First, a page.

Management is about leadership--of people, of ideas, of markets. It is not merely about how far you go, and definitely not about doing what you are told to do; it is about doing what you are paid to do. Managers need to remind themselves about this eternal truth.
A career means different things to different people. To some, it is an end point: it is a statement of ambition e.g. I must become the CEO of this company. To others, it means the landmarks on the way e.g. I must become regional manager in two years and general manager in three years thereafter. To most it is a combination. However, these are all ‘destinations’ and not the ‘journey’.
Many managers spend a lot of their working time, thinking about how to accelerate their promotions, how to impress the boss more than their colleagues, and how to earn money faster. The management world is indeed very competitive.
Young managers are taught to think that they should ‘take charge’ of their career, that they should purposefully plan what they wish to be, what milestones they should achieve and by when. The reality is completely different.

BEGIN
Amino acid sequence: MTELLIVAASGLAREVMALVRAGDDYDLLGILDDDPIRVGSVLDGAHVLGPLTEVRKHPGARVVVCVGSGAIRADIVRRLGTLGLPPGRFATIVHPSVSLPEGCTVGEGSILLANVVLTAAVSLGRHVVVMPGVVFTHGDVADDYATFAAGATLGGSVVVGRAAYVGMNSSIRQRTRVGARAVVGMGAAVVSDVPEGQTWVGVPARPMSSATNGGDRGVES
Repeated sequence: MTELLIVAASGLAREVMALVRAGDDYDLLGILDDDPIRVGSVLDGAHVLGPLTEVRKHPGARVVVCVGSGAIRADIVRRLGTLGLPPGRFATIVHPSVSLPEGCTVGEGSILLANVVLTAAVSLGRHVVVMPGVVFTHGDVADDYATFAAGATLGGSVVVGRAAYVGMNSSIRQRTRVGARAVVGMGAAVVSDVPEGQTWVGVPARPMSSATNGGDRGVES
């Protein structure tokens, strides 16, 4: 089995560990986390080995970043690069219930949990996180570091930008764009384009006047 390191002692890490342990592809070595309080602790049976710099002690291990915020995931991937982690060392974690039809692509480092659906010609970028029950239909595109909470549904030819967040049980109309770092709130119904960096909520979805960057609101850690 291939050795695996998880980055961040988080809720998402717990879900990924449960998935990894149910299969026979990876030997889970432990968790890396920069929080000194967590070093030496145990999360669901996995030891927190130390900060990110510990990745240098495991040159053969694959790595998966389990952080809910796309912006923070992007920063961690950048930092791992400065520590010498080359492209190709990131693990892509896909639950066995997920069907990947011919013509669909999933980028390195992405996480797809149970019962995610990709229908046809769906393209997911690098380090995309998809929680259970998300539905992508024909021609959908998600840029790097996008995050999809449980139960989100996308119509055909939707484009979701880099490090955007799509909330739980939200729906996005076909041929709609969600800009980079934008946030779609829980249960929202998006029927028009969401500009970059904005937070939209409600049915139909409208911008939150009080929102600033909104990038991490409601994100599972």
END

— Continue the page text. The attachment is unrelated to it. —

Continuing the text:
The most common complaint heard in company corridors pertains to the company’s appraisal system and the quality of feedback to the manager from his superior. Whatever is done, it never seems to be good enough. Improving on this aspect is a constant effort everywhere, all the time.
It is in the first ten years after the working career begins that the greatest neglect of youthful health begins. Sportsmen stop playing sports, teetotalers drink alcohol, non-smokers smoke, active youngsters sit on desk jobs, and starving hostel inmates eat rich foods. These early years are the ones to watch.
All endings are also beginnings. It is just that we don’t know it at that time. In a delightful book, The Five People You Meet In Heaven, Mitch Albom narrates the story of an 83 year old war veteran, who discovers people who affected his life without anyone knowing about it.